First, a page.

Der Rosenkavalier

May 13, 2017

in Operas

Opera (1911)
Music by Richard Strauss
Libretto by Hugo von Hofmannsthal

Conductor: Sebastian Weigle
Production: Robert Carsen

Metropolitan Opera, New York, NY
Live in HD

With Renée Fleming (The Marschallin), Erin Morley (Sophie), Elīna Garanča (Octavian), Matthew Polenzani (An Italian Singer), Markus Brück (Faninal), Günther Groissböck (Baron Ochs)

Renée Fleming as The Marschallin, Elīna Garanča as Octavian in 'Der Rosenkavalier'

Renée Fleming as The Marschallin
Elīna Garanča as Octavian
in “Der Rosenkavalier”
Photo: Metropolitan Opera, New York

A new and rousing production featuring two great female leads, Renée Fleming and Elīna Garanča, who, as of this production, are ending their long-time and noted embodiments of their distinctive roles in Der Rosenkavalier.

The Marschallin (Renée Fleming) has had an affair with the much younger Octavian (Elīna Garanča) and clearly indicates that things are at an end. Sophie (Erin Morley), the daughter of Faninal (Markus Brück), is scheduled to marry the brutish Baron Ochs (Günther Groissböck) but she is so appalled by his behavior that she backs out. Meanwhile, she falls in love with Octavian, and a ruse, also involving The Marschallin, is conceived to dupe the Baron and to teach him a lesson.

The great soprano, Renée Fleming, now in her late fifties, has played The Marschallin in Der Rosenkavalier many dozens of times and has decided, after this run, to stop doing the role and to call it quits at least as far as Der Rosenkavalier is concerned. This was a last chance to see Fleming embody a role for which she has become widely known and to celebrate, as a result, her long and distinguished career. She certainly does not need to quit – her singing is still terrifically powerful and lyrical, but she has said that she feels it’s time to make a change.

As well, the wonderful Elīna Garanča who has had a long run in many venues as Octavian, the part in which she plays a young man who sometimes plays a woman, has decided to move on from Octavian. She is generally at a much earlier stage of her career than Fleming, but feels, as well, that she needs to do other things.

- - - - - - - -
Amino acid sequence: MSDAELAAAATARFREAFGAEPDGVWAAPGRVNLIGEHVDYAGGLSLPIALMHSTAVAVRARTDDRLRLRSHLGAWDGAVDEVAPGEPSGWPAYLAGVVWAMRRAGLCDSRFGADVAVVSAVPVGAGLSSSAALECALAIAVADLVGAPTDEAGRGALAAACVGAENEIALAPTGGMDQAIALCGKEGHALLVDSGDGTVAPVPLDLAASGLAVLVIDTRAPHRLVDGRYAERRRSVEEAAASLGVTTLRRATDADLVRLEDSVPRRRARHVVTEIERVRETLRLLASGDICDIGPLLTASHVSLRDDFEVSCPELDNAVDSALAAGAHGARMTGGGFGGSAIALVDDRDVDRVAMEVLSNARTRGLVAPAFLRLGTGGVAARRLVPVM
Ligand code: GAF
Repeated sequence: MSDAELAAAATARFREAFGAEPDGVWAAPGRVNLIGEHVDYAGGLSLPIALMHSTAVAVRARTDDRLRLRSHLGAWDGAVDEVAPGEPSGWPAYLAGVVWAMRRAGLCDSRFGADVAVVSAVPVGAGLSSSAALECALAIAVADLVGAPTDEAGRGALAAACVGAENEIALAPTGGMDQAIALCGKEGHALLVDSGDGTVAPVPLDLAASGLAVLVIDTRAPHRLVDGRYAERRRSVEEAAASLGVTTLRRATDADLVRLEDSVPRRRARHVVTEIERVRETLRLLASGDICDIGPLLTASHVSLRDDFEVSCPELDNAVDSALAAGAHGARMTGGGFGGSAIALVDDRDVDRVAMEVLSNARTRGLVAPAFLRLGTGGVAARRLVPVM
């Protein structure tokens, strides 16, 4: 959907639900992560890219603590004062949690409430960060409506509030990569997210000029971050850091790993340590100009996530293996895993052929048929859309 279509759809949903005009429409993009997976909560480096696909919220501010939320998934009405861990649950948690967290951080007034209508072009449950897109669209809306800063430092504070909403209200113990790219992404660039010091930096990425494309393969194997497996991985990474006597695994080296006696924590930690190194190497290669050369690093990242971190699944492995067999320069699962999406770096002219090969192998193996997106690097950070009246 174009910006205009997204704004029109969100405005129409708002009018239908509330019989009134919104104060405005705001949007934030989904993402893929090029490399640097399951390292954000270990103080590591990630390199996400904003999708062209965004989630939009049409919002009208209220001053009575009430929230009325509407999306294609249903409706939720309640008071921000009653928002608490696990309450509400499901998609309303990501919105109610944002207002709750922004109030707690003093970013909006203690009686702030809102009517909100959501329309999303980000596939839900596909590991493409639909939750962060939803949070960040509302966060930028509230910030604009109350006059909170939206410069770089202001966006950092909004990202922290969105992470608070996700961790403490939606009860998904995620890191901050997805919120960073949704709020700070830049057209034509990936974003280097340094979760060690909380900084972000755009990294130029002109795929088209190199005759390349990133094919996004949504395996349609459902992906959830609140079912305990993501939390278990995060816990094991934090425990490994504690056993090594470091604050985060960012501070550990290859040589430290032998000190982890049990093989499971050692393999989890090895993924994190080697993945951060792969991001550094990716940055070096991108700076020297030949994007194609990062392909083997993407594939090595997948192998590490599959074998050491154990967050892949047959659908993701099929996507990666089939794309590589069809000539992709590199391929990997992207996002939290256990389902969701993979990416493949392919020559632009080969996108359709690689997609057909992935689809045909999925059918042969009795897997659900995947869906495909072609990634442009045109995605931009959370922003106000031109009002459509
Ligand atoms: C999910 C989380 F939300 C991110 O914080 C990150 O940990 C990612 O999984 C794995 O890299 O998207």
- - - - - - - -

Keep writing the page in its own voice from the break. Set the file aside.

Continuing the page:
In any case, it was wonderful to hear these two magnificent voices – Fleming, a soprano, and Garanča, a mezzo-soprano – in this last rare opportunity.

Joining them in the resounding trio of the third act, was Erin Morley as Sophie; the result was robust, richly lyrical and deeply rewarding.

The newly designed production for the Metropolitan Opera was done by Robert Carsen. Its lush design sets the opera at the time of its actual premiere, around 1911, which turns out to be a pretty effective choice, situating it at the turn of the century and at the cusp of the Modernist era.

Richard Strauss is by most accounts a late Romantic composer, but there are definitely moments when the Romantic landscapes are punctuated by odd tweets and flourishes that signal a turn towards Modernist atonality. Though they are familiar elements of the score, one notices them with a returning surprise. They are reminiscent, in some odd way, of flourishes that Puccini, a very differently oriented Romantic opera composer, uses at various times, signaling as well his verging on the cusp of Modernism while holding fast to the Romantic modality.

The acting of these three female leads is very good and they are joined by a spectacular, and distinctive, acting and singing performance by Günther Groissböck who plays the awful and brutish Baron Ochs. His bass is rich and sonorous, but his acting, especially as conceived by Robert Carsen in this production, is distinctively good. He’s the bad guy, but he is a great bad guy, full of bluster and awful behavior that makes the role predominsntly comedic. Sophie and Octavian get to strut their stuff in response.

Hofmannsthal’s libretto is lively and Strauss’ music is lush and full, sweeping majestically from one scene to the next. The opera is almost five hours long, which seems attenuated for a comic opera about society people playing tricks on one another, but that seems to fit in well with the high German Romantic tradition. Wagner’s Die Meistersinger, which is basically about a song competition, goes on for an hour longer.

– BADMan

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